On 30th March 2020, Gartner survey reported that 74% of CFO’s intend to have some of their employees continue working from home. Companies are already under pressure to manage costs and remote work is a cost-saving measure. 17% of the CFO’s said that 20% of the on-site workers will permanently work remotely. This is a clear indication of the lasting impact of the CODVID-19 pandemic.
Remote work is not a field trip but the future of work. Companies should be able to justify why they want to switch from remote work to having their employees commute.
Yes, remote work isn’t necessarily the best arrangement for all business hence the need to evaluate different components of your business.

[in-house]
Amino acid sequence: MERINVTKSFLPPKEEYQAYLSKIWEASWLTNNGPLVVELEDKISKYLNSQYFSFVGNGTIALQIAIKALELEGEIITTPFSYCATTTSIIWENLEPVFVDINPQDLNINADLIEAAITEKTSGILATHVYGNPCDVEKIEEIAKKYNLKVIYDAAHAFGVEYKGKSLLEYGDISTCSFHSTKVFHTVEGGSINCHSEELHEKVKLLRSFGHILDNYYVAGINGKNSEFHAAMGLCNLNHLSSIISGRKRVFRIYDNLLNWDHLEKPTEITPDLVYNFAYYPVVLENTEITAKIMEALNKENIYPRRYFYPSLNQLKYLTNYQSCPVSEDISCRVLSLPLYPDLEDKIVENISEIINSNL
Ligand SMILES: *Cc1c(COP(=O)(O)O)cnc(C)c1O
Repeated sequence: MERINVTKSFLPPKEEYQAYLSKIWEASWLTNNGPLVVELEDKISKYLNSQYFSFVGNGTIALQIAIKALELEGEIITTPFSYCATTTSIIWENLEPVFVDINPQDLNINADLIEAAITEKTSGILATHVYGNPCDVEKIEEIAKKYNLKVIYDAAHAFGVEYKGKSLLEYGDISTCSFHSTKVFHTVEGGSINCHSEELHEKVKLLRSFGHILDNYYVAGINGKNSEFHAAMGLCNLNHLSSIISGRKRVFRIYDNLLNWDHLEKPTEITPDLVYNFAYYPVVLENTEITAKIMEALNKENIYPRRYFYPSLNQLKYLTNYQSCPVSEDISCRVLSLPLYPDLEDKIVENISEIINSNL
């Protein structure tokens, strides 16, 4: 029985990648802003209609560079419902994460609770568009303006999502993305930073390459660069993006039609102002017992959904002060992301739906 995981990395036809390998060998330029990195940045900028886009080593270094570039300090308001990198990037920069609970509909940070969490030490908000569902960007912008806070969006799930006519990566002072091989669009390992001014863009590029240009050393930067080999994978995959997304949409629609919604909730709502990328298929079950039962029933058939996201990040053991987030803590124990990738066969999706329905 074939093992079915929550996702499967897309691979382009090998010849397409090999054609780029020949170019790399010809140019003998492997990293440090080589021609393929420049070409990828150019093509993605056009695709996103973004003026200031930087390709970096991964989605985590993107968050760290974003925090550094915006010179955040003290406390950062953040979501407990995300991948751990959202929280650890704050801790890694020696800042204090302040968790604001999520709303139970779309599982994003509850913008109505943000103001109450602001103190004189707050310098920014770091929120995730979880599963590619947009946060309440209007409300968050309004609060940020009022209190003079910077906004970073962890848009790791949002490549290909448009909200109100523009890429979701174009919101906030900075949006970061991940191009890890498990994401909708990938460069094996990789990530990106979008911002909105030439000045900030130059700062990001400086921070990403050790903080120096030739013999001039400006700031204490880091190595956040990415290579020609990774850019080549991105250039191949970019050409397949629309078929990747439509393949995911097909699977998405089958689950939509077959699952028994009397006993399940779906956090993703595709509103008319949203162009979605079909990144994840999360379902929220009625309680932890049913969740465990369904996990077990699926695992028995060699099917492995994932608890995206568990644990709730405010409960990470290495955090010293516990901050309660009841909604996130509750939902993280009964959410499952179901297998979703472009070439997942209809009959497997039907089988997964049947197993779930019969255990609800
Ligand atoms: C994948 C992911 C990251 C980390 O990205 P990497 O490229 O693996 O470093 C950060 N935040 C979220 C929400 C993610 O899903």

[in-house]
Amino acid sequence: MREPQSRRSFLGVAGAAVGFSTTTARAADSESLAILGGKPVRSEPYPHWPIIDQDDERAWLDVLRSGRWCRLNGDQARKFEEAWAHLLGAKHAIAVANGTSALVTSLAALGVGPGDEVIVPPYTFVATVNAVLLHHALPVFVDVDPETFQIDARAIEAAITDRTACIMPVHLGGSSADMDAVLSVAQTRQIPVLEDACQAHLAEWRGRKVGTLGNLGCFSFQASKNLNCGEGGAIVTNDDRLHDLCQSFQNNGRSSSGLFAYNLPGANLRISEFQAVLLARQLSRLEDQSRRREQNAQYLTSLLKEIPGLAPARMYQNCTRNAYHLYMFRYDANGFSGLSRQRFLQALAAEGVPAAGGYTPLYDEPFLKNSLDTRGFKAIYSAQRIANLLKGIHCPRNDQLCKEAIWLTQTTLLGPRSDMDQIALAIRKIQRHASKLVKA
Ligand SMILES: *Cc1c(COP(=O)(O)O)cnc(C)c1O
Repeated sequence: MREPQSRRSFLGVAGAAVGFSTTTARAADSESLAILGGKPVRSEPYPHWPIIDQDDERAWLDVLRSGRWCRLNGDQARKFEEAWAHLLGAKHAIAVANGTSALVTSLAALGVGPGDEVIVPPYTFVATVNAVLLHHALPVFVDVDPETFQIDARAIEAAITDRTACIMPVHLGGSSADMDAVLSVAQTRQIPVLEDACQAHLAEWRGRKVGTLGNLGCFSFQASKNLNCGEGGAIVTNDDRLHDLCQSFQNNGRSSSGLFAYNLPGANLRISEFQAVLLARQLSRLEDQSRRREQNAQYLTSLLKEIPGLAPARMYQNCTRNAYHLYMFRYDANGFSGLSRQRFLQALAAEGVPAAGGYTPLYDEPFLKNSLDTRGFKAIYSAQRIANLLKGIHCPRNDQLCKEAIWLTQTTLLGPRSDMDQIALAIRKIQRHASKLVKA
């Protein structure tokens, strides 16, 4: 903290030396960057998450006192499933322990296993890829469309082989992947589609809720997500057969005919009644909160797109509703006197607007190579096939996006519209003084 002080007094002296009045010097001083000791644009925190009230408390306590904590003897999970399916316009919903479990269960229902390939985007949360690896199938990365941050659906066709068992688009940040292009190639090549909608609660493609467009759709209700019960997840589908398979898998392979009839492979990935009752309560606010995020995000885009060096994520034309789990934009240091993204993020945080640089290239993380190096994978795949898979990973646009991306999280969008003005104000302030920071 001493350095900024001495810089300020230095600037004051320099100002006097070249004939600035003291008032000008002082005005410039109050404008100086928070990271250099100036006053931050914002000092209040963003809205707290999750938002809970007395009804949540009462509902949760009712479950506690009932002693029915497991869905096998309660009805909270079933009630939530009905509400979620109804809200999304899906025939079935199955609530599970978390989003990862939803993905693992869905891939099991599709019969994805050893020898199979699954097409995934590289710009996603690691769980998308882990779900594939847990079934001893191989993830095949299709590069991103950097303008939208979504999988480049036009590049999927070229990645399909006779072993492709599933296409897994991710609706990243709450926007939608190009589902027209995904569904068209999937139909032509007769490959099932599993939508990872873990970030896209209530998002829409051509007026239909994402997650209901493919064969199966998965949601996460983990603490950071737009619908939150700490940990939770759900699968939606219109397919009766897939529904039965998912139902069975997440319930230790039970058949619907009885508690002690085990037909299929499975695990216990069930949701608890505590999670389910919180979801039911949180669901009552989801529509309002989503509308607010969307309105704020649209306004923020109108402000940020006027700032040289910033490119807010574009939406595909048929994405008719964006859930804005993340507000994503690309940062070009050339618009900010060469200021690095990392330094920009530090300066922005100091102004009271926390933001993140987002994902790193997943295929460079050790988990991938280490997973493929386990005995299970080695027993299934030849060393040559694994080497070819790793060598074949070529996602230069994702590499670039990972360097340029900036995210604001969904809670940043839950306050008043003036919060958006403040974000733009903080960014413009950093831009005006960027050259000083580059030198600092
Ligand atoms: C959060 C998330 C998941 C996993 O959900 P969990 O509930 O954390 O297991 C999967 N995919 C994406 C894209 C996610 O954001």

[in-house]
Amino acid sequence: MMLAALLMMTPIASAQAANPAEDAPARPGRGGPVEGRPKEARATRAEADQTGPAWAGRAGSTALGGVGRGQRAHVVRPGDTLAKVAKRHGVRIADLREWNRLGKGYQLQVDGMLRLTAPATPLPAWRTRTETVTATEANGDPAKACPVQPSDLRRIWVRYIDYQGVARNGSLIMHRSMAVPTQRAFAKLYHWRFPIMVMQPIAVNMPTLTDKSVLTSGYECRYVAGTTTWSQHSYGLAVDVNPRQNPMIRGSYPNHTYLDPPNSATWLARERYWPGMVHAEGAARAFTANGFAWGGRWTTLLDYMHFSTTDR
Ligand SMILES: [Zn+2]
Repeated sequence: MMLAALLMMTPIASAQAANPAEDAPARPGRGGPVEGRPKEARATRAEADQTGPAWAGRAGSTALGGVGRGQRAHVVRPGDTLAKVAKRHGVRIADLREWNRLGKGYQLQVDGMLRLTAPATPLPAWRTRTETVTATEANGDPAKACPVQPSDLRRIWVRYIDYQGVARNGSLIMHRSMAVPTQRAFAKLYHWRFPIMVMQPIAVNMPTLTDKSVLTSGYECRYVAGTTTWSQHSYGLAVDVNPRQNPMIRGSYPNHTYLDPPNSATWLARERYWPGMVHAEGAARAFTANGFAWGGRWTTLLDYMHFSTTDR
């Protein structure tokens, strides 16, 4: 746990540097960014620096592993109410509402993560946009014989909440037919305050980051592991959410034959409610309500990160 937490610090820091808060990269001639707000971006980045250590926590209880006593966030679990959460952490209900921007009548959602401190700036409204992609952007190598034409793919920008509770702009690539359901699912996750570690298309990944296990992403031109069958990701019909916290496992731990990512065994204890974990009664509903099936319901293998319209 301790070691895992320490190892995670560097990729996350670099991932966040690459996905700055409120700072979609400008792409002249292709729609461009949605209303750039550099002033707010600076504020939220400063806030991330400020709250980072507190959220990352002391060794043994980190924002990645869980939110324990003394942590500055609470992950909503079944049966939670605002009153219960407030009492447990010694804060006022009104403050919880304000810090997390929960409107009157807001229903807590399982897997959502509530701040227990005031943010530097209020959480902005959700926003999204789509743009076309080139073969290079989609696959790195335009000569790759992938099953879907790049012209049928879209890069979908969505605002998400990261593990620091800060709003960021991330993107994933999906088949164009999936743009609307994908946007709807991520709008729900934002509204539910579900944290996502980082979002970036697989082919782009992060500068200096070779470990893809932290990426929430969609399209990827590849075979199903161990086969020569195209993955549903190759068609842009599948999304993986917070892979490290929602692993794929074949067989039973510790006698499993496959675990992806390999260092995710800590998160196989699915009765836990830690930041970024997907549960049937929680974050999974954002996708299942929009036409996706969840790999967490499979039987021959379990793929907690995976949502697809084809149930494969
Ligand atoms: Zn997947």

The challenges companies face in remote work implementation
According to Laurel Farrer, a remote work strategist and CEO of Distribute Consulting, a smooth on-site to remote work transition take six to 12 weeks under less tumultuous times.
Currently, many companies are taking immediate and improvisational leaps forcing them to adjust on the fly. They have to deal with a lack of policies and equipment, remote work infrastructure, insufficient internet access, lack of or inadequate software, cybersecurity issues, work-life balance, among others.
Even the big boys like Facebook had some minor issues in the transition. Their employees were banned from DoorDash takeaway service as they were ordering deliveries from all over the Bay Area using the same IP address.
Major issues like internet connection availability have worried internet service providers. The whole nation is at home streaming on Netflix, others playing Fortnite, etc. According to Cloudflare CEO Matthew Prince, “As more people work from home, peak traffic in impacted regions has increased, on average, approximately 10%. In Italy, which has imposed a nationwide quarantine, peak Internet traffic is up 30%.”